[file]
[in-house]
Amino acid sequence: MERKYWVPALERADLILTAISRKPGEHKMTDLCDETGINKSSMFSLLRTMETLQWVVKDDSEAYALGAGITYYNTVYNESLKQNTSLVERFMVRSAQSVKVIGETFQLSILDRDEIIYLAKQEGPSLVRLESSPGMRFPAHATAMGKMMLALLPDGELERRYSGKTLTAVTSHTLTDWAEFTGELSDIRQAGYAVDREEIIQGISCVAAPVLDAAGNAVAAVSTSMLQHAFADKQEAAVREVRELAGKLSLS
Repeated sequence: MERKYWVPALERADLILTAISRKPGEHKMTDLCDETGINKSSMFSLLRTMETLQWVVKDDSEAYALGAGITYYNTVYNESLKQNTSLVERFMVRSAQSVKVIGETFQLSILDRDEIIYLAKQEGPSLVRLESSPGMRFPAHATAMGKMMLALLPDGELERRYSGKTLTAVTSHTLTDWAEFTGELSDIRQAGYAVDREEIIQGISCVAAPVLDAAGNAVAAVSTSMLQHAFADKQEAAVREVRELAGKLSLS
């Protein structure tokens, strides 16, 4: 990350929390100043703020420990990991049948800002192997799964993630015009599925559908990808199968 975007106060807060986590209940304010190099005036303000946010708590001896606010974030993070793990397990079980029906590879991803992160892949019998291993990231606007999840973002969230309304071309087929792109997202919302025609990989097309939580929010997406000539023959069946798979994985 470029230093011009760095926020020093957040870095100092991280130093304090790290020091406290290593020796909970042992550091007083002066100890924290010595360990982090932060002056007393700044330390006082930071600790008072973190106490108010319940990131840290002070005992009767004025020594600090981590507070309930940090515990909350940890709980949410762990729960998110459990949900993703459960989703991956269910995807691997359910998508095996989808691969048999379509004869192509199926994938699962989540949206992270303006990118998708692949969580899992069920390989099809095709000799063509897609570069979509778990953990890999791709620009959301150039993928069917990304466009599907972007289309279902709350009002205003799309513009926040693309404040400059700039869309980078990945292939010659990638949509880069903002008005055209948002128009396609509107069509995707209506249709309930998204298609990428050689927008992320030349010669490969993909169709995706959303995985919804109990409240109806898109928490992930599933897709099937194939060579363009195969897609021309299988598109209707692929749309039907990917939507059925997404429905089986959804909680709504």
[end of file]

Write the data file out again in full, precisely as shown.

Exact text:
[in-house]
Amino acid sequence: MERKYWVPALERADLILTAISRKPGEHKMTDLCDETGINKSSMFSLLRTMETLQWVVKDDSEAYALGAGITYYNTVYNESLKQNTSLVERFMVRSAQSVKVIGETFQLSILDRDEIIYLAKQEGPSLVRLESSPGMRFPAHATAMGKMMLALLPDGELERRYSGKTLTAVTSHTLTDWAEFTGELSDIRQAGYAVDREEIIQGISCVAAPVLDAAGNAVAAVSTSMLQHAFADKQEAAVREVRELAGKLSLS
Repeated sequence: MERKYWVPALERADLILTAISRKPGEHKMTDLCDETGINKSSMFSLLRTMETLQWVVKDDSEAYALGAGITYYNTVYNESLKQNTSLVERFMVRSAQSVKVIGETFQLSILDRDEIIYLAKQEGPSLVRLESSPGMRFPAHATAMGKMMLALLPDGELERRYSGKTLTAVTSHTLTDWAEFTGELSDIRQAGYAVDREEIIQGISCVAAPVLDAAGNAVAAVSTSMLQHAFADKQEAAVREVRELAGKLSLS
């Protein structure tokens, strides 16, 4: 990350929390100043703020420990990991049948800002192997799964993630015009599925559908990808199968 975007106060807060986590209940304010190099005036303000946010708590001896606010974030993070793990397990079980029906590879991803992160892949019998291993990231606007999840973002969230309304071309087929792109997202919302025609990989097309939580929010997406000539023959069946798979994985 470029230093011009760095926020020093957040870095100092991280130093304090790290020091406290290593020796909970042992550091007083002066100890924290010595360990982090932060002056007393700044330390006082930071600790008072973190106490108010319940990131840290002070005992009767004025020594600090981590507070309930940090515990909350940890709980949410762990729960998110459990949900993703459960989703991956269910995807691997359910998508095996989808691969048999379509004869192509199926994938699962989540949206992270303006990118998708692949969580899992069920390989099809095709000799063509897609570069979509778990953990890999791709620009959301150039993928069917990304466009599907972007289309279902709350009002205003799309513009926040693309404040400059700039869309980078990945292939010659990638949509880069903002008005055209948002128009396609509107069509995707209506249709309930998204298609990428050689927008992320030349010669490969993909169709995706959303995985919804109990409240109806898109928490992930599933897709099937194939060579363009195969897609021309299988598109209707692929749309039907990917939507059925997404429905089986959804909680709504």